Light Fidelity (Li-Fi): Ultra-Fast, Wireless Communications System


This video\(^{[1]}\) explains the promising future of Li-Fi as a form of wireless communications technology.

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The exponential nature of trends in information

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technology is due to a process known as ephemeralization: the ability to produce more and more of a given output (i.e. agricultural yield, computing power, etc.) using less and less input (i.e. energy, resources, etc.). The exponentially falling price in the cost of the computer chip, in particular, will eventually lead to their ubiquity in our environment. This will make everything in our infrastructure intelligent and cognified. Indeed, an important aspect of the third industrial revolution will be the expansion of our IoT infrastructure. But a barrier to achieving this is that IoT devices rely on wireless infrastructure and our current wireless infrastructure would be unable to manage the amount of data produced by trillions of IoT devices—which is how far our IoT infrastructure is predicted to progress by about 2050.\(^{[2]}\) Today, all of our IoT devices rely on the transmission of information and data through radio waves in order to stay connected to the internet. But this reliance on solely using radio waves will eventually become problematic since most frequencies in the radio spectrum are used up and there isn’t much open real-estate, so to speak, left in this portion of the electromagnetic (EM) spectrum—certainly not enough for the number of IoT devices to continue to grow. By the year 2020, the available radio spectrum will run out. Therefore, the only way to keep up with increasing demands in data consumption as our IoT infrastructure grows, is for our ability to wirelessly transmit all of this new data to also increase. But how can we sufficiently expand our wireless communication infrastructure? The key is something known as Light Fidelity (Li-Fi), a term coined by professor Harald Haas\(^{[3]}\) in a 2011 TEDGlobal talk. Li-Fi is the process by which data is wirelessly transmitted to devices using modulated EM radiation whose frequencies are in the visible portion of the EM spectrum. That’s to say, the data is transmitted through visible light, not invisible radio waves. The visible portion of the EM spectrum is a thousand times bigger than the radio portion which means that there are many different available frequencies to use for data transmission. Crucially, there is enough availability to allow for our IoT infrastructure to continue to expand.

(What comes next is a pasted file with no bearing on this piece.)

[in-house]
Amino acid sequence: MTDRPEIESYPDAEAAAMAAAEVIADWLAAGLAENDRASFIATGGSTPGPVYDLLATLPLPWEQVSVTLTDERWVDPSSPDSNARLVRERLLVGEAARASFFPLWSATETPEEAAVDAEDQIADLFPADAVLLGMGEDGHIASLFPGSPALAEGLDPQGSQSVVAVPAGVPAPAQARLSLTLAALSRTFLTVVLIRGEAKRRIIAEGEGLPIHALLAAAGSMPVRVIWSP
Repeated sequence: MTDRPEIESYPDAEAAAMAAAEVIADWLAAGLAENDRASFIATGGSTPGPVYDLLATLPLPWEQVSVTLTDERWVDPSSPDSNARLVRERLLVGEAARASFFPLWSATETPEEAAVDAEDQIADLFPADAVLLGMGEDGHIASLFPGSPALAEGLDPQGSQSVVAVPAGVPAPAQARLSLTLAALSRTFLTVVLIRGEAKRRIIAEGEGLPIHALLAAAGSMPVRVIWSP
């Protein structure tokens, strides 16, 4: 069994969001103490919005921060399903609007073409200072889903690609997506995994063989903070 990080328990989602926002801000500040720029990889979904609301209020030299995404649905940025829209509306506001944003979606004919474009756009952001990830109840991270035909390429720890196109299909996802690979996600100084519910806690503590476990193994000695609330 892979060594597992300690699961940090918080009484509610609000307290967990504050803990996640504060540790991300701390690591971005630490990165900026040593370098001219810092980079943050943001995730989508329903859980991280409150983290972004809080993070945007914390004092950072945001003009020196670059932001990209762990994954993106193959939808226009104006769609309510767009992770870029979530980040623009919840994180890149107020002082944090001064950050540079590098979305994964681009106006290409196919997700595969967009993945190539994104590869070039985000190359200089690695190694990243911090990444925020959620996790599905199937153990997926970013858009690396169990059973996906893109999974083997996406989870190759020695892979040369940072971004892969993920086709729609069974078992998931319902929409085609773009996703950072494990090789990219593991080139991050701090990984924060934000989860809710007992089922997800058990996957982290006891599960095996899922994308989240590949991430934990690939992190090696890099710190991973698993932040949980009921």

How does Li-Fi work?

Figure 1